Old tailor’s heartwarming odyssey fills out ‘Last Suit’

Miguel Angel Sola and Angela Molina in ‘The Last Suit.’


Abraham Bursztein (Miguel Ángel Solá) is clearly feeling bossed around by his children in the Buenos Aires home he’s lived in for 50 years. The Polish-born retired tailor is miffed when his favorite great-granddaughter, Micaela (Pilar Alegre Alonso) refuses to join in for a family photo. But his family, busily packing boxes, refuses to help persuade her. 

Gruffly, he barges out to the house’s courtyard and tries bluffing the stubborn girl, threatening to throw her out of his house if she doesn’t comply. 

“But it isn’t even your house any more, Zayde,” she counters. 

It’s true. Abraham’s family has decided, for his own good, that it is time for Zayde to move to a retirement home. They have picked one out, sold his house and now they are dividing up his possessions. What’s more, doctors want to amputate his bad right leg, which will put Abraham in a wheelchair. 


The old tailor is no longer in charge of his own life, or so it seems. When his longtime maid Paulina (Norma Argentina) finds a suit hanging in a garment bag at the back of a closet, Abraham gets an idea. He sends everyone away so he can be alone in his home for a last night. By morning, he has vanished, taking the suit with him, with plans to deliver it to the person who paid for it, in Poland, in 1945.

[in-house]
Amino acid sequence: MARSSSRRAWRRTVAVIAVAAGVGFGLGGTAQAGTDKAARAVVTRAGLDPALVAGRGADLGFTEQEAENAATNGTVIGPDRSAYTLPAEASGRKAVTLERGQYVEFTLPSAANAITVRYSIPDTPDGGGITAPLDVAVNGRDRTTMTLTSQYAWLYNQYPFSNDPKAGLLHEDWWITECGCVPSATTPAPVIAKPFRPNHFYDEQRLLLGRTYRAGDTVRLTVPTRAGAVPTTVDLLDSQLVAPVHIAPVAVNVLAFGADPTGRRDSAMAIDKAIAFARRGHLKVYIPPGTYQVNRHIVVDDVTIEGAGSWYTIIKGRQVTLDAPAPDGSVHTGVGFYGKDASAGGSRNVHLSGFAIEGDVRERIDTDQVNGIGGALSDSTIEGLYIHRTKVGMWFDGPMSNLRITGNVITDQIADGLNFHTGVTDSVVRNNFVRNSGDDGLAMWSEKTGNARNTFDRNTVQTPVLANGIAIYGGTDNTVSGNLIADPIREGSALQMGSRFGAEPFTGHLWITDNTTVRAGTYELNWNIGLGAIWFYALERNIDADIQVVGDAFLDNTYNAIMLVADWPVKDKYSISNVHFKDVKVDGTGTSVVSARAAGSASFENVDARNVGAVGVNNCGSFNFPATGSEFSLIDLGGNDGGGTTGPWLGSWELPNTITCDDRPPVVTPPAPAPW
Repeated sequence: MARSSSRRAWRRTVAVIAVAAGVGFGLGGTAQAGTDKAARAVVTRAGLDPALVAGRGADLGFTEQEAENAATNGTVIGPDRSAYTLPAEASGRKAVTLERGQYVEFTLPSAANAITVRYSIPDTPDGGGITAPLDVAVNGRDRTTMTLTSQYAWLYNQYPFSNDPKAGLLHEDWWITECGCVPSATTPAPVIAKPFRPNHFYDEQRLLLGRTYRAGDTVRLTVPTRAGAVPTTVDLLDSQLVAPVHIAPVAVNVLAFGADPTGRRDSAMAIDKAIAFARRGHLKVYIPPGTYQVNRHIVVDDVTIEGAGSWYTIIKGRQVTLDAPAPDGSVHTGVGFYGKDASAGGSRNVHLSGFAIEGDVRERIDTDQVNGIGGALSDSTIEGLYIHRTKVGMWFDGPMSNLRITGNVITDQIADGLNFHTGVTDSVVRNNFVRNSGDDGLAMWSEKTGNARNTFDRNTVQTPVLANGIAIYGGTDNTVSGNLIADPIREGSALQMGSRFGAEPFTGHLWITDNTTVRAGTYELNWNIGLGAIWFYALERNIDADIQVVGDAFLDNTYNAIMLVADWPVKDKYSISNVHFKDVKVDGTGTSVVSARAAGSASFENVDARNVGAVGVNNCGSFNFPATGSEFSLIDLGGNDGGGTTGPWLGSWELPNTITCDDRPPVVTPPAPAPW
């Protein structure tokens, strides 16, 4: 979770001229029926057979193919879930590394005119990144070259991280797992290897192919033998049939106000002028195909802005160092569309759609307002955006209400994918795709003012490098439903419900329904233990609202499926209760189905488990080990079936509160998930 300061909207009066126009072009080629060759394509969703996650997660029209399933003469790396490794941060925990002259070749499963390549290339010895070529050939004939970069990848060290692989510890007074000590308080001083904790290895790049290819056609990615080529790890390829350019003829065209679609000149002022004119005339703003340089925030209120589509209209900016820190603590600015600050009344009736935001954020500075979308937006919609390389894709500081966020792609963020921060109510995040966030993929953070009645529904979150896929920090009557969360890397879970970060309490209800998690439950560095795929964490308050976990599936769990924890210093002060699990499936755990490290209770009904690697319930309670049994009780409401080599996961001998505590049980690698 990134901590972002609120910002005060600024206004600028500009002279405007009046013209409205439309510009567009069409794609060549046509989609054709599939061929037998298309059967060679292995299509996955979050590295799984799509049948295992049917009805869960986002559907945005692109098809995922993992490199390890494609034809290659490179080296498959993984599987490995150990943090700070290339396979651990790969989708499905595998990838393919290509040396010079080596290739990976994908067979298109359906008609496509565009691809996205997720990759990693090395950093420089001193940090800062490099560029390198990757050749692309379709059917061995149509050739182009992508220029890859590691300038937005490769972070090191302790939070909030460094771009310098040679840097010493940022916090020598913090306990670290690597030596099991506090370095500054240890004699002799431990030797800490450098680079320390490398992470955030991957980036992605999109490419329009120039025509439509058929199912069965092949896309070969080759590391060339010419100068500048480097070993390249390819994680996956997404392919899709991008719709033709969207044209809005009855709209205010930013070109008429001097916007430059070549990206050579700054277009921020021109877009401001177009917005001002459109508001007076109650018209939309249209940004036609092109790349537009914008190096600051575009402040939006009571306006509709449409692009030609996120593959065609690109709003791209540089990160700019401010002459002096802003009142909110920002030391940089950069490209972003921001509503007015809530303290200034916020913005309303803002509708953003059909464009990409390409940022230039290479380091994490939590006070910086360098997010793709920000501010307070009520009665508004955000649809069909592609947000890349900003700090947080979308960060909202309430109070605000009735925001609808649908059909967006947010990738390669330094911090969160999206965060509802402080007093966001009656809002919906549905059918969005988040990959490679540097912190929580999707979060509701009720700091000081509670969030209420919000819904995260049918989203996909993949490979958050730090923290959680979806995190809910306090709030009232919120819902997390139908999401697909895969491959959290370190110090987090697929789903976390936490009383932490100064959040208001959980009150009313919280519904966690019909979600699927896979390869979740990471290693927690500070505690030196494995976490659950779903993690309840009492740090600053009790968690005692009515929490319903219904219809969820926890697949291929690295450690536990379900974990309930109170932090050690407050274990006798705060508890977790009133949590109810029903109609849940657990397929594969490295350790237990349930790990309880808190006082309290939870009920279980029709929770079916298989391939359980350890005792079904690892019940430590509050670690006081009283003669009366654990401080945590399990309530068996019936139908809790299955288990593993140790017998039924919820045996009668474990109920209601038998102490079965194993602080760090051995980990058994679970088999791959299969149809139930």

“The Last Suit” is a film that charms and amuses and then reaches into our hearts. It starts out like a delightful road picture, in which Abraham sets off on an adventure to the past. The journey takes him across the Atlantic to Spain, France, Germany and finally Poland, where Abraham’s goal is to find the childhood friend who saved his life and to whom he promised a suit. 

Starting on a rather comic note, the film gradually transforms into a moving tale of memory and human connections, as Abraham overcomes a series of mishaps and his own emotional obstacles, a transformation made seamless by a fine cast and strong direction.

Solá shines as Abraham, a nattily dressed and delightfully charming old rascal. The wily tailor is resourceful, but things sometimes go awry. In his travels, he encounters several people who help him along the way: a young musician, a jaded Spanish woman who runs a hotel, a  German traveler, a Polish nurse.

The film score features klezmer music, particularly delightful in an opening scene at a lively party in the past. The party scene turns out to be a childhood memory, and as Abraham travels across Europe, other memories return, ones less glowing than the party. The plot draws on elements from classic literature, even Shakespeare, but ultimately it rests on human connections. The power of human kindness becomes a running theme, one that follows Abraham to the film’s satisfying and touching ending.